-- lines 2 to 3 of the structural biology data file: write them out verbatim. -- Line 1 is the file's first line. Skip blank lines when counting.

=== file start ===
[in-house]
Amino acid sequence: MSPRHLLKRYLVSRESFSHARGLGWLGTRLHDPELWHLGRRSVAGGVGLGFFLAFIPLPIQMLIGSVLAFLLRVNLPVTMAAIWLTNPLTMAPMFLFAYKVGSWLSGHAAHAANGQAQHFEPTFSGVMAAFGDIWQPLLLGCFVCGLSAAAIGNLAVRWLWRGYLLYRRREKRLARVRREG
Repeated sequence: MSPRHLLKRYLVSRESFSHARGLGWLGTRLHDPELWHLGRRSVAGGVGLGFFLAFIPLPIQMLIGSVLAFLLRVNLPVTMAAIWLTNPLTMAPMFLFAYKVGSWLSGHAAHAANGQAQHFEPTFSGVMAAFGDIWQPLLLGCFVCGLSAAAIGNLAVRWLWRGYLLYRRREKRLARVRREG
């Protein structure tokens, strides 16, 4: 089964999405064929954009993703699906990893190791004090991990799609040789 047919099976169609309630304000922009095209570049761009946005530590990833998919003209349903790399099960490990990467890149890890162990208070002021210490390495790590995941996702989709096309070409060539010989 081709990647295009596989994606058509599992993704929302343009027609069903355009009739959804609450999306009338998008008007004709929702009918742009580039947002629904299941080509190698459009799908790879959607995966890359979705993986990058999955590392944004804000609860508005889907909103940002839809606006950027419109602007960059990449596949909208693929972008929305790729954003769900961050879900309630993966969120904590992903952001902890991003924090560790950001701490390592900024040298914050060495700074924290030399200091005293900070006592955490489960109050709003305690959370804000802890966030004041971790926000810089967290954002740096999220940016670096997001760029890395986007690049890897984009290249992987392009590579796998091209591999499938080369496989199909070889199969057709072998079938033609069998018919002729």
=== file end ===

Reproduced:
Amino acid sequence: MSPRHLLKRYLVSRESFSHARGLGWLGTRLHDPELWHLGRRSVAGGVGLGFFLAFIPLPIQMLIGSVLAFLLRVNLPVTMAAIWLTNPLTMAPMFLFAYKVGSWLSGHAAHAANGQAQHFEPTFSGVMAAFGDIWQPLLLGCFVCGLSAAAIGNLAVRWLWRGYLLYRRREKRLARVRREG
Repeated sequence: MSPRHLLKRYLVSRESFSHARGLGWLGTRLHDPELWHLGRRSVAGGVGLGFFLAFIPLPIQMLIGSVLAFLLRVNLPVTMAAIWLTNPLTMAPMFLFAYKVGSWLSGHAAHAANGQAQHFEPTFSGVMAAFGDIWQPLLLGCFVCGLSAAAIGNLAVRWLWRGYLLYRRREKRLARVRREG